Q’s with Robert Mercurio: Galactic’s Bassist Talks Buying Tipitina’s

Galactic Tipitina
Melissa Stewart
– Galactic Tipitina
With a name taken from a classic jam by vaunted New Orleans pianist Professor Longhair, Tipitina’s is among the Big Easy’s most beloved venues – so when news broke earlier this year that its ownership had fallen on tough financial times, it was a crisis. But in a feel-good story, hometown heroes and Tipitina’s mainstays Galactic purchased the venue.

Tipitina’s holds special significance for the jam band. The members have frequented the club since they were teenage music fans, and saxophonist Ben Ellman’s first New Orleans job was in the now-defunct kitchen, serving up cheese fries. “We all have our individual reasons why this club means so much,” bassist Robert Mercurio tells Pollstar, “but for him it’s extra special: to go from fry cook to owner.”

Since Galactic formed in the early ’90s, they’ve played the venue upwards of 100 times, and even recorded two live albums at the club. “We’re so proud and honored that the city has welcomed us as the new stewards,” Mercurio says, “and we really are going to do everything to make a brighter future over there.”
Pollstar: How did the Tipitina’s purchase come together?
Robert Mercurio: We did a festival with the club owner called The Landing, in September 2015, out by the lakefront in New Orleans. Through that process, us and our manager became closer with the owner. Then earlier in 2018 it became apparent that he was having some financial issues keeping the club going and whatnot. It opened up the possibility for our manager to approach him about Galactic buying the club, which seemed crazy and a pipe dream for us. But that’s what managers are for, to help you think a little outside the box. The conversations started with, “Well, I’ll sell you maybe half the club” and then turned into “OK, let’s do the whole club.” Our manager years ago had mentioned, “Oh, you guys should start a club in New Orleans. You should think about spreading out your brand.” We did look at a couple spaces here and there, but nothing really seemed right. When this came along it was a slam-dunk.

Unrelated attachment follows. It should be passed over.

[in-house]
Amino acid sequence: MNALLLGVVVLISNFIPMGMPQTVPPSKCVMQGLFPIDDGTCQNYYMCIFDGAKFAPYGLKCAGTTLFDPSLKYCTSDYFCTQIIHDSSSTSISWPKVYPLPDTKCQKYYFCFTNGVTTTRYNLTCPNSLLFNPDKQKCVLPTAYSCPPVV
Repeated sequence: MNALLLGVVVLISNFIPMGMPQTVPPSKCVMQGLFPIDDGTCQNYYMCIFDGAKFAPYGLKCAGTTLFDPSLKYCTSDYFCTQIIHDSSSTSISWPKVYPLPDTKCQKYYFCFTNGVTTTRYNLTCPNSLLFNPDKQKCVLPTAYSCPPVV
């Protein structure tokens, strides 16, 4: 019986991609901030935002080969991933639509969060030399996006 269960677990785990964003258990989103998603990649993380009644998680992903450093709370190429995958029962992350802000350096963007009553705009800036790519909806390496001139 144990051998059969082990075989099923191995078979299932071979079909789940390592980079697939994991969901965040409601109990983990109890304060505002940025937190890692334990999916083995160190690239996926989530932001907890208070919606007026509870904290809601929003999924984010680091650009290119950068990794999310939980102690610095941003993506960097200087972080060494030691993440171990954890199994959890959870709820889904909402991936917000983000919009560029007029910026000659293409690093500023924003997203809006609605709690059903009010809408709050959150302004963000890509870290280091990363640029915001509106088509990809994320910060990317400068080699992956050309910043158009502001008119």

What’s your favorite part about playing Tipitina’s?
Not to sound sappy but it feels like home, and it always has. Even when we were a young band. For one, we’ve grown up being fans and seeing shows there. I’ve been in the front row of that club looking up at the stage as a child. I’ve been on both sides of the fence, literally. When we first were on the stage it just felt like I had been transplanted from fan to performer. It just was a natural feel. And the venue has a warmth to it. I never feel as comfortable as I do there. Also, we’re always surrounded by friends and the staff has been so welcoming and warm to us. Even when we were drawing 100 people, they were always really cool.
How would you describe the club’s significance to the New Orleans music scene?